Emerging Global Ransomware Attack

 In IT

US-CERT has released a threat alert regarding a spreading global ransomware attack. There have been a number of reports of WannaCry ransomware from a number of different countries. The WannaCry ransomware may be exploiting an identified vulnerability in Microsoft operating systems. Microsoft released a patch as part of the March 2017 Security Rollup that addressed the vulnerability. If a resource has been updated with the March 2017 Security Rollup or later, then the vulnerability in question should be resolved. More information on this threat can be found at US-CERT.

Read the US-CERT Report

Update 5/13/2017

1. MalwareBytes and Webroot have stated that they actively block ‘WannaCry’ attacks.

2. Continuum has whitelisted, effective immediately, additional Security Updates that were not included in the MS17-010 patches and one which was just published today by Microsoft, which will help prevent the attack:

KB4019216 — Windows 8 and Windows Server 2012
KB4019264 — Windows 7 and Windows 2008 R2
KB4019215 — Windows 8.1 and Windows 2012 R2
KB4012598 — Windows XP, Windows Server 2003, Windows 8, Windows XP Embedded

As a reminder, as long as your resources have installed either the March, April, or May 2017 Security Updates, they should be protected. Older Windows editions that were no longer supported by Microsoft now have a Security Update also available for them (KB4012598) that was just published by Microsoft on May 13, 2017.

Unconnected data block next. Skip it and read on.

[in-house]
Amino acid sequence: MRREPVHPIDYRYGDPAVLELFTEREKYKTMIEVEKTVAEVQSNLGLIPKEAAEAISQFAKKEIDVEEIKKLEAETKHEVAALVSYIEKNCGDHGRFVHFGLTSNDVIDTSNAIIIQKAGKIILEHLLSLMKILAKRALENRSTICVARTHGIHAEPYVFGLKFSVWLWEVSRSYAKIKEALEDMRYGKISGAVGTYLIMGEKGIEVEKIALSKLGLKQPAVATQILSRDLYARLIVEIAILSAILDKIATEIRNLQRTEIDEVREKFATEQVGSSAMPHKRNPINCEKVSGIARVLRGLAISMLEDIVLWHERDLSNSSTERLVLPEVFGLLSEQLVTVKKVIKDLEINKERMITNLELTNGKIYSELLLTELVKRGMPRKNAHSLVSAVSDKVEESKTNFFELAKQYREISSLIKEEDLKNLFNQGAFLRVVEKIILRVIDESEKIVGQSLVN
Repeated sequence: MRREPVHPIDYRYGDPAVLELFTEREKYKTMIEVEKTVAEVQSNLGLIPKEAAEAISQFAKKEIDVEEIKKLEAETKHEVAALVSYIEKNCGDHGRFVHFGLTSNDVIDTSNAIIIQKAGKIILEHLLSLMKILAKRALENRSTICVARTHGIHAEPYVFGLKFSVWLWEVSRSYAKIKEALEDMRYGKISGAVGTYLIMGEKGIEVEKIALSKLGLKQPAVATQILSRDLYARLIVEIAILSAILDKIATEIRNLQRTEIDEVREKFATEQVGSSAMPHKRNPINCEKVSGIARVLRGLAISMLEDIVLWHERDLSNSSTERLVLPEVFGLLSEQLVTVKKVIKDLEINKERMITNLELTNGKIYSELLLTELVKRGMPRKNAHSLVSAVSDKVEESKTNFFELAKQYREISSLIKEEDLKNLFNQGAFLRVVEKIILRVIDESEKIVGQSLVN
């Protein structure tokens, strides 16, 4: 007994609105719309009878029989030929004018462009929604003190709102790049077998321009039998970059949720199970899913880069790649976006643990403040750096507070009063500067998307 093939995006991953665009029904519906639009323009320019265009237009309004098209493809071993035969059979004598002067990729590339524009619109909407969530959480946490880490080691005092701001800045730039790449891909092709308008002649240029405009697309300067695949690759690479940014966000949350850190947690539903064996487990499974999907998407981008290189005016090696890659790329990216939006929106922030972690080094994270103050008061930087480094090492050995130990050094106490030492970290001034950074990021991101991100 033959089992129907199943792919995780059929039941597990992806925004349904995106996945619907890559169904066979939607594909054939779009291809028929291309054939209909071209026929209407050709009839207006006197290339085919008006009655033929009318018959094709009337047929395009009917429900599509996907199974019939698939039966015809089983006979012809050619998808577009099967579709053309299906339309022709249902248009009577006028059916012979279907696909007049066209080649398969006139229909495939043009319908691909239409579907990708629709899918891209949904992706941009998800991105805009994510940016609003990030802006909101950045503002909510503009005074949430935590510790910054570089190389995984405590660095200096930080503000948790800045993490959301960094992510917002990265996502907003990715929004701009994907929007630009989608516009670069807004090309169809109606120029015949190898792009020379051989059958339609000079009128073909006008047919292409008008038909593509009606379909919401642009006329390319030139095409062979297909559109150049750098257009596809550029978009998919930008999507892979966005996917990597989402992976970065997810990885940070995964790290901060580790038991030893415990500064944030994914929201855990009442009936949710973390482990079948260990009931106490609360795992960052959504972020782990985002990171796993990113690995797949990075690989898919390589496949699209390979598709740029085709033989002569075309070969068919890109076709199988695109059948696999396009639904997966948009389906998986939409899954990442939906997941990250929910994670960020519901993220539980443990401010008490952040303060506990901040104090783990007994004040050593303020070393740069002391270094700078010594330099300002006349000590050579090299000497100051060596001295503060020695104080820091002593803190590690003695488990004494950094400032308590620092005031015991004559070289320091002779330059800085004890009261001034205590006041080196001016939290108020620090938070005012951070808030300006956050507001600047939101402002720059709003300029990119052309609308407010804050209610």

To determine which resources are vulnerable, the best method is to use the “Last OS Current” date in Patches Home on the ITS Portal. If the date is prior to March 28, 2017, it is very likely vulnerable. If it is past March 28, then it should be protected.

To get those up-to-date, the fastest method is manually deploy these Security Updates by using the “Deploy Missing Patches” button on Patches Home in the ITS Portal or in the “Manual Patch Deployment” section. You must ensure those resources are also rebooted for those updates to take effect.

3. Microsoft has published additional guidance: https://blogs.technet.microsoft.com/msrc/2017/05/12/customer-guidance-for-wannacrypt-attacks/  This includes additional mitigation steps such as disabling Server Message Block (SMBv1) and separately downloadable Security Updates for Windows Server 2003, Windows XP, and Windows 8.

4. A further mitigation step is to verify that TCP port 445 is blocked on the perimeter firewalls. The current version of this ransomware only scans port 445 for vulnerable devices.

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